top of page

DCAEYC Celebrates Emotional Wellness Month

October is Emotional Wellness Month. According to the National Institutes of Health, emotional wellness “is the ability to successfully handle life’s stresses and adapt to change and difficult times.” This skill is important because it can affect our ability to cope with everyday life, which in turn can dictate our actions and how we respond to others. Another way to think of it is like muscle memory; the more you respond to a stressor in a certain way, the more it becomes a habit.

While maintaining an emotional balance is important for everyone, this skill is especially important for those in the early childhood education community. Besides being an industry going through lots of change, we also stand as examples for young children. After all, it's no secret that students often mimic their teachers.

So how can you improve your emotional health? When looking to find a better emotional balance, consider the following strategies:

  • Brighten your outlook: Holding onto positive emotions longer and appreciating good times is a sign of emotional wellness. Remembering your good deeds, spending time with friends, and developing healthy physical habits are a great way to achieve this.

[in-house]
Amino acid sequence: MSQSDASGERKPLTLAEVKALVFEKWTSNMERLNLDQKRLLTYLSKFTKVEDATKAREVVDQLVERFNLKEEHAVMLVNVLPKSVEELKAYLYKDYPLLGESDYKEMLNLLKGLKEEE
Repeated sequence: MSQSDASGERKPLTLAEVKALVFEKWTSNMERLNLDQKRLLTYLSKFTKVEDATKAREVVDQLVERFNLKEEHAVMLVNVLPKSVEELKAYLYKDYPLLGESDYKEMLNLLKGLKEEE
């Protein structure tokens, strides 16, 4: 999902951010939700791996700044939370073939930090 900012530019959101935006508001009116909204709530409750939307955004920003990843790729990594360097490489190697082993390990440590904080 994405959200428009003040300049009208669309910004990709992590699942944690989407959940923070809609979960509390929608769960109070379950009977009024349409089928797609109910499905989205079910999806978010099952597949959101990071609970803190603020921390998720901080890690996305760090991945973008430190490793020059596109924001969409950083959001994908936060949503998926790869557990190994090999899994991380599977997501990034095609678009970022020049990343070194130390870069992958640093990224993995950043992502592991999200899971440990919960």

• Reduce stress: While stress can give you a rush of energy when you need it most, chronic stress can become harmful over time. Setting priorities, regular exercise, and trying relaxation methods are a few ways to help reduce stress.

  • Get quality sleep: Quality sleep can help you think more clearly, have quicker reflexes, and focus better. To improve the quality of your sleep, try going to bed at the same time each night, limiting using electronics before bed, and relaxing before bedtime.

  • Cope with loss: There’s no right way to mourn, but having the support of family and friends can help. Other ways to help cope with loss including eating right, getting enough sleep, and giving yourself time.

  • Strengthen social connections: Social connections can have a great impact on our emotional and physical well-being. Joining groups focused on hobbies, volunteering, and building good habits with family and friends are a few ways to build healthy support systems.

  • Be mindful: Being mindful is the practice of being completely aware of what’s happening in the present. This means not living your life on “autopilot.” Some ways to be more mindful include taking time to breathe deeply, going on walks, and being aware of what you’re eating.

For more ways to improve your emotional health, check out the Emotional Wellness Toolkit from the National Institutes of Health. Looking for ways to promote emotional wellness in your classrooms? Check out We Are Teachers' list of “50 Must-Have Picture Books to Teach Social Emotional Skills.”

99 views0 comments


bottom of page